Besides which, it's not about who's having it hardest. Most people I know, even if one partner is really slogging away and the other is having an easier time, will still manage the basic courtesies like saying thanks for a task like packing things up before a move. The fact he doesn't may be thoughtless, as hippo says, but it's also rude.

So ... is the situation that he's bringing in the money with this work he's done for his year out, and you are home with the baby? And next year I assume he's on a student loan or a grant, and I assume it depends on your health what you will do.

How much does he do to look after his child/your home? I'm reading between the lines and may be wrong, but if he is away so much, when you have a fairly new baby and PND, it doesn't sound as if he is doing much.

Maybe you need to explain to him that even if he is having a tough year, you are ill ... I wonder if he went into this not really realizing how much work a baby is? Sorry if that sounds patronizing, I may be wrong, it's just his pattern of going out so much does sound quite odd for someone with a little baby.

And I would still be bothered he didn't tell you the full story about why he moved to where he is instead of consulting you about the options. Did he ever explain why he did that?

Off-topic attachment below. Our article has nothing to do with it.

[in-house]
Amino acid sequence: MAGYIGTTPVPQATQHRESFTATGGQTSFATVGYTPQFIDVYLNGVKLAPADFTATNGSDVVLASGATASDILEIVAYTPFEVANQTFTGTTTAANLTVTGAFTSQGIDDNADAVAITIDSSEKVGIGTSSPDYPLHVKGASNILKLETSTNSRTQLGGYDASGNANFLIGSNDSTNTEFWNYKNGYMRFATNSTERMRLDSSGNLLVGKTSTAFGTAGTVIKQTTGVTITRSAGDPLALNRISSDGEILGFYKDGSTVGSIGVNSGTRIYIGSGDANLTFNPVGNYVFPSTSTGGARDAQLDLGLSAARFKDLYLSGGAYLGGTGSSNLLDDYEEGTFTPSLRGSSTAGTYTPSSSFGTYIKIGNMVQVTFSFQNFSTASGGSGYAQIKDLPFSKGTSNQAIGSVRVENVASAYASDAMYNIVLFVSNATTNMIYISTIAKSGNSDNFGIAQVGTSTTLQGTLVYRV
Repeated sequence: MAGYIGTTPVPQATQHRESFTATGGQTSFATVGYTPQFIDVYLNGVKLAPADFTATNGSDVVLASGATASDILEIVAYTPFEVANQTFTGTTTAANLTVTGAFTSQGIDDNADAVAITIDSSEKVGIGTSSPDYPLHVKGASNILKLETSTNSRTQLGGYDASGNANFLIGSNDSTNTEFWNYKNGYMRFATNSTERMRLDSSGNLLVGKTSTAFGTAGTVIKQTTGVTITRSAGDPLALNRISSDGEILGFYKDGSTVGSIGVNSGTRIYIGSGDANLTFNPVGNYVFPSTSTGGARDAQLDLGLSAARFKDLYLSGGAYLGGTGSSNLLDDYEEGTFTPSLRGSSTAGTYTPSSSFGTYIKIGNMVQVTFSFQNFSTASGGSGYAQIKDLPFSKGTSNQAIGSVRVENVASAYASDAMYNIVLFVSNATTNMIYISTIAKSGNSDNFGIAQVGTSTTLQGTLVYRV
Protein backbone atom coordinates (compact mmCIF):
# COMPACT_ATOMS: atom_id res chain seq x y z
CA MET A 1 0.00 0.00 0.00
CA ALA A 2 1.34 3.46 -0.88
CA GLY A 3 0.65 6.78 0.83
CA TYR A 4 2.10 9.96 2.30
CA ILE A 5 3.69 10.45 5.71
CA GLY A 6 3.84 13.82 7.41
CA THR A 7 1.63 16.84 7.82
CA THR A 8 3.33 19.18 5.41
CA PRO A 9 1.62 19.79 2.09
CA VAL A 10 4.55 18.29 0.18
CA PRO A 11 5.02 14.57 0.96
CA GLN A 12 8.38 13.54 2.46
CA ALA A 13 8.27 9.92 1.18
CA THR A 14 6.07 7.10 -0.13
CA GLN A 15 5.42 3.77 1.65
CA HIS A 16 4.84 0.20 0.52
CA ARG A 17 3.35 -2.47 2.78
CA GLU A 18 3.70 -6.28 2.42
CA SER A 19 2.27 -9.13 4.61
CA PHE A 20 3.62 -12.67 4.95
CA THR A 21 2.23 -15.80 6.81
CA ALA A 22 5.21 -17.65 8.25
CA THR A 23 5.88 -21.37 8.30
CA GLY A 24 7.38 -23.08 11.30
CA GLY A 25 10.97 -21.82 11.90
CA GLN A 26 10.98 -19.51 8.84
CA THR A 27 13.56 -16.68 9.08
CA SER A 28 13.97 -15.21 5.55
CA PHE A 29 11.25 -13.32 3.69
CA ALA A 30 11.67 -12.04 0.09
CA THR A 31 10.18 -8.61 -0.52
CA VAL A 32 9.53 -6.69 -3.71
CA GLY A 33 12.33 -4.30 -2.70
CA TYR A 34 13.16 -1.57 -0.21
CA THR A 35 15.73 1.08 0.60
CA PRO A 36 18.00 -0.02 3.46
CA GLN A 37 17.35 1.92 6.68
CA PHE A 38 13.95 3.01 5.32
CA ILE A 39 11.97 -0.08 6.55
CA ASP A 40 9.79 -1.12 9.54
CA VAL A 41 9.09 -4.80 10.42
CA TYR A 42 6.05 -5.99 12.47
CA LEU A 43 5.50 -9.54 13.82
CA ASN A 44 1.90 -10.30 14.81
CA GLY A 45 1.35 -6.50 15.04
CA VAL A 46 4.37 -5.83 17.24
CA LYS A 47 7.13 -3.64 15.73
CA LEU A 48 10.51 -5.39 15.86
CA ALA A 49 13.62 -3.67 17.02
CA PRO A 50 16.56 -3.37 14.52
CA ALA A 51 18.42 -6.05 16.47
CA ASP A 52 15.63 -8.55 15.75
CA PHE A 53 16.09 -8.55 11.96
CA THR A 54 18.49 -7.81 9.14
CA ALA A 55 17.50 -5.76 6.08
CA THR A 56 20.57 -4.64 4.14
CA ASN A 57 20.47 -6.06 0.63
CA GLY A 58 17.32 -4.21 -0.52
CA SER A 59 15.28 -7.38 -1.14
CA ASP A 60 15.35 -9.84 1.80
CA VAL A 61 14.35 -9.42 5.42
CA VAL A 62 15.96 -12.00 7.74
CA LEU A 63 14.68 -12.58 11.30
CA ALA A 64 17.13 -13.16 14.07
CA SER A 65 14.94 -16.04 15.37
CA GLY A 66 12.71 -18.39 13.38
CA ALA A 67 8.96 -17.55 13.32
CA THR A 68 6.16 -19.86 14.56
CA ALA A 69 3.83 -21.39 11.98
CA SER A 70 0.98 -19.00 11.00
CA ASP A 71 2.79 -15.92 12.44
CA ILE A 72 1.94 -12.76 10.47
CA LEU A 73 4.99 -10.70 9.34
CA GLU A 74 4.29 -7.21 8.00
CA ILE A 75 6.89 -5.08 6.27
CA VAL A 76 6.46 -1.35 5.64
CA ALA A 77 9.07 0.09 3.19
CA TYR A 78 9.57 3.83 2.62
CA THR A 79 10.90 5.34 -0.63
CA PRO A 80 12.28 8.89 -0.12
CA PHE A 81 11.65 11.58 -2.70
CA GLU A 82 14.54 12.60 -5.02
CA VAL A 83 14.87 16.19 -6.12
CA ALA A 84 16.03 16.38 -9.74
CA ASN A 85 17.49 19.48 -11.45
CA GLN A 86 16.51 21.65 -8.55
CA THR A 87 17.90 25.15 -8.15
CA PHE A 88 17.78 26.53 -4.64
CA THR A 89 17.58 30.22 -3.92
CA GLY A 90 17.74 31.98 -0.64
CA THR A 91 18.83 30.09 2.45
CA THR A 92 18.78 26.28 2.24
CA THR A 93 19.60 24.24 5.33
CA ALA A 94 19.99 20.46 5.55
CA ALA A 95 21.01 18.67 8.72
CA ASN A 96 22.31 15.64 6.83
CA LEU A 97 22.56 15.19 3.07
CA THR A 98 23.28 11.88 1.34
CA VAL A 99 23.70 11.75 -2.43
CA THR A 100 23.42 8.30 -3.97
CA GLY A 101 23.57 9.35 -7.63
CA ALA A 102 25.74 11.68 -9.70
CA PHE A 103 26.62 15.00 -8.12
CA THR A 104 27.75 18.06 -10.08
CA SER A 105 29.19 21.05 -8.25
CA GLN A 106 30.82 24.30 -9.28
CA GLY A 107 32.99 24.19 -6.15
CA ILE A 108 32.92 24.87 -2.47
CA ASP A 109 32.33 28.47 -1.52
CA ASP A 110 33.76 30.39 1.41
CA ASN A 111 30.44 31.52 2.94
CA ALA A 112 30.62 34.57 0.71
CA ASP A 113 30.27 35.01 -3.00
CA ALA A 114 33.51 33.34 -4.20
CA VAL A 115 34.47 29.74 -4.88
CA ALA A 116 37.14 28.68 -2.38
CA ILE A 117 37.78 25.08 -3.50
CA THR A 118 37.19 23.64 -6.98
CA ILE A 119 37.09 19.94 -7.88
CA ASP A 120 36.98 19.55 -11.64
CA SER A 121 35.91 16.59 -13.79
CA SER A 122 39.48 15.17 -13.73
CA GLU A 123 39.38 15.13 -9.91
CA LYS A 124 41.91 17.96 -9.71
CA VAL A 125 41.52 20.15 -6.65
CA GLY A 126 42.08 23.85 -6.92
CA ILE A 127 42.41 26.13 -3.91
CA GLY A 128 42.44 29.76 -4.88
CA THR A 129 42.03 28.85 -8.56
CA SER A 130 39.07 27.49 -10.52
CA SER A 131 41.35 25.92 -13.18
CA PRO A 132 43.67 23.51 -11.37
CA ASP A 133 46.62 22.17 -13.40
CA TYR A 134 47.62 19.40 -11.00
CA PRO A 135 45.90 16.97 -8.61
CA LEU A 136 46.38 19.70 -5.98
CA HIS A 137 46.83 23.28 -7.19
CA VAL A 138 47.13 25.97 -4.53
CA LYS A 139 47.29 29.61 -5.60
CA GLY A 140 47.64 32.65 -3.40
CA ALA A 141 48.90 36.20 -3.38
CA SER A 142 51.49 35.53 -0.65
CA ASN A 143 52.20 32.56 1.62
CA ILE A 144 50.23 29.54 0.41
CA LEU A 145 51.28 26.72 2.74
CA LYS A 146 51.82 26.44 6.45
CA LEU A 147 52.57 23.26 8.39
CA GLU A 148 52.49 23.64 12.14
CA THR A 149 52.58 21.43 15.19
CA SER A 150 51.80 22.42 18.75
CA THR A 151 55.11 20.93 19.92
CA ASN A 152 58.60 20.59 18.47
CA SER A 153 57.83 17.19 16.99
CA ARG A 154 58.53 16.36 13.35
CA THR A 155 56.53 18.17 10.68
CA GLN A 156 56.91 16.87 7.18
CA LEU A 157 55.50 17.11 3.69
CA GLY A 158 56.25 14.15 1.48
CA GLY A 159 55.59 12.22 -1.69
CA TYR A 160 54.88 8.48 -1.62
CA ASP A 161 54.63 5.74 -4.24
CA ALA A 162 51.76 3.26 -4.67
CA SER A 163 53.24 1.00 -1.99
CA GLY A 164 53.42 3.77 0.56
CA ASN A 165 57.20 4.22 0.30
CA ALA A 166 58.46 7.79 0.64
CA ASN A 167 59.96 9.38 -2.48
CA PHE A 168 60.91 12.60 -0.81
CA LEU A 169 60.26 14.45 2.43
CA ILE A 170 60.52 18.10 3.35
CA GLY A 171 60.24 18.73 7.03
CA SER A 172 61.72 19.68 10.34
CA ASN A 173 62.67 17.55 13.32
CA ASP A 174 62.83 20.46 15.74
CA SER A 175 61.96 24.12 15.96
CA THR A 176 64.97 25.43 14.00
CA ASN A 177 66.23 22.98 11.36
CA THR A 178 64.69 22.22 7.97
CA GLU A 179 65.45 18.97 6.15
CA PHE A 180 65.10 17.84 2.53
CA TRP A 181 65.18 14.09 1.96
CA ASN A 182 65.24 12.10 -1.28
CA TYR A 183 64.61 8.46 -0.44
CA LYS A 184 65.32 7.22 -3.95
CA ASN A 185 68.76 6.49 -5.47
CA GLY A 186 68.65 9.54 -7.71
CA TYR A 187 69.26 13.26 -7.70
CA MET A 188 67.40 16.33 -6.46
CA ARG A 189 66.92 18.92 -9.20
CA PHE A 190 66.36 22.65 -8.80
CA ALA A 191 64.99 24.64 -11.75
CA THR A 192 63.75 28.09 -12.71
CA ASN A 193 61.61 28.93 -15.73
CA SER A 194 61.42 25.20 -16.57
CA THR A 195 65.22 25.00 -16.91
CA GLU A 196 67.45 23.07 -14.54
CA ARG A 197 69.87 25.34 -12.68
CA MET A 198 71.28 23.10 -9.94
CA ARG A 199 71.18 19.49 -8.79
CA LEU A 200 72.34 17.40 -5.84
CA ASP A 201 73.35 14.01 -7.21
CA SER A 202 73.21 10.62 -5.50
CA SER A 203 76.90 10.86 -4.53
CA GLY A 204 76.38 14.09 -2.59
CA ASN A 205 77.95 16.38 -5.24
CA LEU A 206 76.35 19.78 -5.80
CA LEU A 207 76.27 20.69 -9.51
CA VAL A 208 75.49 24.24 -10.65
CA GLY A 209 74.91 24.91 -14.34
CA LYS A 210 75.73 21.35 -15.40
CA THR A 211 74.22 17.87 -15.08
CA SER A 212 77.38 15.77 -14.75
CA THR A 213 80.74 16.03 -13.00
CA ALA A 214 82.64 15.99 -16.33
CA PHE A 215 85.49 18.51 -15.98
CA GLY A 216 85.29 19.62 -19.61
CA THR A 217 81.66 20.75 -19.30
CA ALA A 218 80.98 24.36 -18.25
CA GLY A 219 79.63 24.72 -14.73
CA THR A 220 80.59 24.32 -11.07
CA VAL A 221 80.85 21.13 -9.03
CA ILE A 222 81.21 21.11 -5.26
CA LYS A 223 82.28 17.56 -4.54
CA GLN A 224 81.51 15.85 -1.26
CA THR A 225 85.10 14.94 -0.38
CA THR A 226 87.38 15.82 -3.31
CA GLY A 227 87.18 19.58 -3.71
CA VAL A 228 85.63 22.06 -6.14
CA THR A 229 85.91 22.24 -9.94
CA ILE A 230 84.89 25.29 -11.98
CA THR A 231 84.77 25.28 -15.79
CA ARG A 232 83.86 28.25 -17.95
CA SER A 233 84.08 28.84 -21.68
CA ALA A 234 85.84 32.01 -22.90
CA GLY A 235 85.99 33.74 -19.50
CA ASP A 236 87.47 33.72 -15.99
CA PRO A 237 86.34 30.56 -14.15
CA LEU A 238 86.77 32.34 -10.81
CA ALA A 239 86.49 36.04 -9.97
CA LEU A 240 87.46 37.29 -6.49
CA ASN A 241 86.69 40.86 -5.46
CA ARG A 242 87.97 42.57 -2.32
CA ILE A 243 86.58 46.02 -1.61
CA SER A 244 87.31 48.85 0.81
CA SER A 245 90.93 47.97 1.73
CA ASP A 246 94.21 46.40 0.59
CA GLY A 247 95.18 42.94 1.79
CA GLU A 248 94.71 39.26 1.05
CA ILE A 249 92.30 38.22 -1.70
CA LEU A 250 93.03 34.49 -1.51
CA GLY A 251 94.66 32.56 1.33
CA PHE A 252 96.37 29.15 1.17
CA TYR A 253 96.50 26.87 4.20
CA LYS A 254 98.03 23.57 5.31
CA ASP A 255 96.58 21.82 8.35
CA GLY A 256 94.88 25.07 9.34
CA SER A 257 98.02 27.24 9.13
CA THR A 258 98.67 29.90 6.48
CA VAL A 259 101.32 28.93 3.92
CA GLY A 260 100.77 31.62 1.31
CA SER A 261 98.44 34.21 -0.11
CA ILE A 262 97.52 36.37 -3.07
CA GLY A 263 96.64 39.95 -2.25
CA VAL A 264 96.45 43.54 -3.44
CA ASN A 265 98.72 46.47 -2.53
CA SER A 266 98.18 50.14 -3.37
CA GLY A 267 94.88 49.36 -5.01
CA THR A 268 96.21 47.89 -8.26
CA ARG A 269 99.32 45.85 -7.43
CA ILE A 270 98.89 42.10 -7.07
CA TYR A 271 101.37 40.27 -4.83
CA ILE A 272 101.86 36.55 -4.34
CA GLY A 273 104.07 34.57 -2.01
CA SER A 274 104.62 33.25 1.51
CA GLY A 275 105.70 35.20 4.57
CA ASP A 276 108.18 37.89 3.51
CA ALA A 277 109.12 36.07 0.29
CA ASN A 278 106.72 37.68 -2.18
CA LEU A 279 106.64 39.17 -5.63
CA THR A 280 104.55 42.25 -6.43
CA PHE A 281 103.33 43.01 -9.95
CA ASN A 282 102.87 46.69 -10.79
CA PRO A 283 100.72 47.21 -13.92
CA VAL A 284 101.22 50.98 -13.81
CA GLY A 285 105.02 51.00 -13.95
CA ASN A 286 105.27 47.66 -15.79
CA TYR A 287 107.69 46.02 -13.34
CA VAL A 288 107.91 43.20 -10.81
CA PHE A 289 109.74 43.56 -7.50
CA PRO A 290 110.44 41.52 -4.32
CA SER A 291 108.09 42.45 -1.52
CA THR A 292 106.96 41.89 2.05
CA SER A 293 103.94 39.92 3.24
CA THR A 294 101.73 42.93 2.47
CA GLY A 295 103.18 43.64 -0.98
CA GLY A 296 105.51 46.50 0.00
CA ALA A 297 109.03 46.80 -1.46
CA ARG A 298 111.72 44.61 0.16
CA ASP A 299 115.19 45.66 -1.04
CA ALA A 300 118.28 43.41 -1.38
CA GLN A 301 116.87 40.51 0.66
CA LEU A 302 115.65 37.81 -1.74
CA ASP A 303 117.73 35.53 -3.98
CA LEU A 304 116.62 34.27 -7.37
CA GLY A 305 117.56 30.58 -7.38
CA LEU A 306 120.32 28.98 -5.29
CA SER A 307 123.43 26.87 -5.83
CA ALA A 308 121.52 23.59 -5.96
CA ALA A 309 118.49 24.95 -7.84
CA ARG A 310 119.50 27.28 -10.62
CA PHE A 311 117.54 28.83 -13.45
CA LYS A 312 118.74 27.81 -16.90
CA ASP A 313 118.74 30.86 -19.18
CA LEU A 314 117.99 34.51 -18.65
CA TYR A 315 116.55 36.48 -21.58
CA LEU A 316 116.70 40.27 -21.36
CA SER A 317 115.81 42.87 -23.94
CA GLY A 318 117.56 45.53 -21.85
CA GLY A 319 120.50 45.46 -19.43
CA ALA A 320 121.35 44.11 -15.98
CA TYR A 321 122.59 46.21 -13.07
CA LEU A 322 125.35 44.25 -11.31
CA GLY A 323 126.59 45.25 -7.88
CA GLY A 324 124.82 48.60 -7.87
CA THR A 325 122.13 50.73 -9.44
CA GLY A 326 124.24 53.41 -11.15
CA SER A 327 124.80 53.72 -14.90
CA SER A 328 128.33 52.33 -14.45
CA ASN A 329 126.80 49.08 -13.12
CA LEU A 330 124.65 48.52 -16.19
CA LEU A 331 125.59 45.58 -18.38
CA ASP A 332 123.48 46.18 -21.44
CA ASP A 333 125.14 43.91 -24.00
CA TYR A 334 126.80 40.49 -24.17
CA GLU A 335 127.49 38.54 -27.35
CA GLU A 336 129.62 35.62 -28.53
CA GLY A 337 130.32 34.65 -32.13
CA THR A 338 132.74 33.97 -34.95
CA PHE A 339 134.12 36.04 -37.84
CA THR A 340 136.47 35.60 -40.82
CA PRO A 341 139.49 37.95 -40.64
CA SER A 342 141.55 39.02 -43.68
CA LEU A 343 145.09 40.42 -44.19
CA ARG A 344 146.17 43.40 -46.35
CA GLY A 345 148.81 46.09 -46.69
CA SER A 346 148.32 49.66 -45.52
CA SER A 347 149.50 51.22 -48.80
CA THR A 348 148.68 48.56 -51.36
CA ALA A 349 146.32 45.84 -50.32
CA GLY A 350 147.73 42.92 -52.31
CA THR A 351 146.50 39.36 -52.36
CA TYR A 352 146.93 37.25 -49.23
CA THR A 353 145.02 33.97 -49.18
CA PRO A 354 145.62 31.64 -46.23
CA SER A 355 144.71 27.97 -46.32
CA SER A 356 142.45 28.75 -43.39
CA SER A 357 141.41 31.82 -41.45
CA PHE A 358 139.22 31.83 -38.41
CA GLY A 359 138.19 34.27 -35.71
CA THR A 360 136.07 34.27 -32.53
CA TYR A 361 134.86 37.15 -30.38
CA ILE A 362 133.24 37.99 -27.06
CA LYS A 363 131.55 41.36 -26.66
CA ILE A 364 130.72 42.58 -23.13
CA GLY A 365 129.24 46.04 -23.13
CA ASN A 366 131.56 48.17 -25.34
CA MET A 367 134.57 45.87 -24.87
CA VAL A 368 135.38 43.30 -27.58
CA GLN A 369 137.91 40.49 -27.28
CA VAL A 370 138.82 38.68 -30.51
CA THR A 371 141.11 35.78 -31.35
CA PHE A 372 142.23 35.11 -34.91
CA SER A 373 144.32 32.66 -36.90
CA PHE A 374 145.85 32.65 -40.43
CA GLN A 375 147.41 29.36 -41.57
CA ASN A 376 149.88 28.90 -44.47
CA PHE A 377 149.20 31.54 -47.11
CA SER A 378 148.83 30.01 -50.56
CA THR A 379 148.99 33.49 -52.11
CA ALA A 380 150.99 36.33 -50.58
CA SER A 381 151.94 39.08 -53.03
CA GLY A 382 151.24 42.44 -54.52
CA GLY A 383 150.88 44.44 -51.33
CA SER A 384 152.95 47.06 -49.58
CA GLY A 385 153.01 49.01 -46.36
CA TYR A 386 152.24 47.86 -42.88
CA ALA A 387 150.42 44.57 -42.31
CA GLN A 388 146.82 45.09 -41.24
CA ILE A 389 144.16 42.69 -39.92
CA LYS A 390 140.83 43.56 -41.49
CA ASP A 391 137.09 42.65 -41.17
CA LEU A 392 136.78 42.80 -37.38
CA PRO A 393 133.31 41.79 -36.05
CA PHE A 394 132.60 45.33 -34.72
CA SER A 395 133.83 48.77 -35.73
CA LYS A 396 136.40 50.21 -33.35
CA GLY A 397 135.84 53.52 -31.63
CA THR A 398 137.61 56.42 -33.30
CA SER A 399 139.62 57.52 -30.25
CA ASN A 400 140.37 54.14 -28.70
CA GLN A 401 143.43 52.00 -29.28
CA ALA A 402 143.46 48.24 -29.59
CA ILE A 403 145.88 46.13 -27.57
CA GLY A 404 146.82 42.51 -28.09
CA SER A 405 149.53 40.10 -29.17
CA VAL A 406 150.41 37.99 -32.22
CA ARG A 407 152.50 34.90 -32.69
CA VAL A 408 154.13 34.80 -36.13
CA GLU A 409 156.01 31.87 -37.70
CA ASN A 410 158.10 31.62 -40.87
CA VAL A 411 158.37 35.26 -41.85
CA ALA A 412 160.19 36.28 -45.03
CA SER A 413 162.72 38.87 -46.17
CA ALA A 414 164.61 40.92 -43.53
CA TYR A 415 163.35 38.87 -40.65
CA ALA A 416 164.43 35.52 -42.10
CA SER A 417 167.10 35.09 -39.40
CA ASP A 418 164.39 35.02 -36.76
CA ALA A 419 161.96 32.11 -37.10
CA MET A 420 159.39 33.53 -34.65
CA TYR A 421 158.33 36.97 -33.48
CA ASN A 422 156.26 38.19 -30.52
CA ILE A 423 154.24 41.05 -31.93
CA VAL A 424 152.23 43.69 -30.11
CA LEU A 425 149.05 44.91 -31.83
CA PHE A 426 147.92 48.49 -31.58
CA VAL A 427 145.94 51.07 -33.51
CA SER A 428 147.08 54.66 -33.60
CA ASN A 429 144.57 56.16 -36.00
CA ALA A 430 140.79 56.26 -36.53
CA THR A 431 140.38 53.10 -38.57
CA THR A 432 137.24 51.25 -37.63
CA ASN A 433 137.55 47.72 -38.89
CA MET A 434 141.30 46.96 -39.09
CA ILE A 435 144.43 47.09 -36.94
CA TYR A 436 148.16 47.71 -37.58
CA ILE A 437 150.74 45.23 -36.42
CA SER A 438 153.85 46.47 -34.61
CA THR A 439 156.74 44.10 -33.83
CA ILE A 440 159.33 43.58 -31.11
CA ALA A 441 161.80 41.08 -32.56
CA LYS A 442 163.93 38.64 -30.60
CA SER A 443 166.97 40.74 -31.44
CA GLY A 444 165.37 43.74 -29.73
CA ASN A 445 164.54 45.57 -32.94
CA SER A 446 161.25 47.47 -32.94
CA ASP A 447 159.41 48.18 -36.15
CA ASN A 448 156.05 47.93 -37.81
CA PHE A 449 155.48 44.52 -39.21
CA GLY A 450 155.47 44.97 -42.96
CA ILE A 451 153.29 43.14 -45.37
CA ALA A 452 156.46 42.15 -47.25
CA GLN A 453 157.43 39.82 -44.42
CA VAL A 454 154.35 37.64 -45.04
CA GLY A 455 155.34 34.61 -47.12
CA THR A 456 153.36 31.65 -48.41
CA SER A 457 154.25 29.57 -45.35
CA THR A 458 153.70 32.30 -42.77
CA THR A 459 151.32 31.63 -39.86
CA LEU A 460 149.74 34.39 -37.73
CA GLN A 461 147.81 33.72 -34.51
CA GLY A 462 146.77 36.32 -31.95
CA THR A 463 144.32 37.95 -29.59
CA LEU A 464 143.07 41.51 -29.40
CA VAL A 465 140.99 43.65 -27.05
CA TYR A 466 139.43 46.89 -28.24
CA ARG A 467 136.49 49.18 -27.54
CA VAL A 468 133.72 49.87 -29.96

Sossiges Fri 28-Sep-12 10:37:42

"Blank look and hard year for him too"! Hafuckingha! Tell me where you live and I'll come round and kick the shit out of him for you.
He has no idea has he?

LRDtheFeministDragon Fri 28-Sep-12 10:39:47

soss - you said what I was thinking!

Sossiges Fri 28-Sep-12 10:41:22

Well, I was just thinking I wish I could write all those reasonable, well thought out posts like LRD smile

Sossiges Fri 28-Sep-12 10:44:10

Having a new baby and possible PND (never diagnosed or treated, but I think that is what it was) was the hardest thing I've ever done, even with loads of help and family around) and I'm no Softy Walter, so TBH I really feel for you (and everyone else who has to go through it on their own)

LRDtheFeministDragon Fri 28-Sep-12 10:44:17

Well, to try to be reasonable a bit more ... OP, I guess your DP is a bit wet behind the ears. Can you get him to read up a bit on what PND is? I think probably a lot of men in their early 20s might not know - I think it's the sort of thing that you find out about when a friend has it, and he may not know anyone else with babies.

He really does need to realize how debilitating it is for you, that it's not just some kind of strange, woman-y issue you're taking tablets for. I'm not saying that is how he sees it - but if it is, you need to sit him down and explain how serious it is.

myroomisatip Fri 28-Sep-12 10:45:41

ah bless you, only 19? and doing all that on your own. I sympathise. I suffered from panic attacks a few years ago so I know what you are going through there!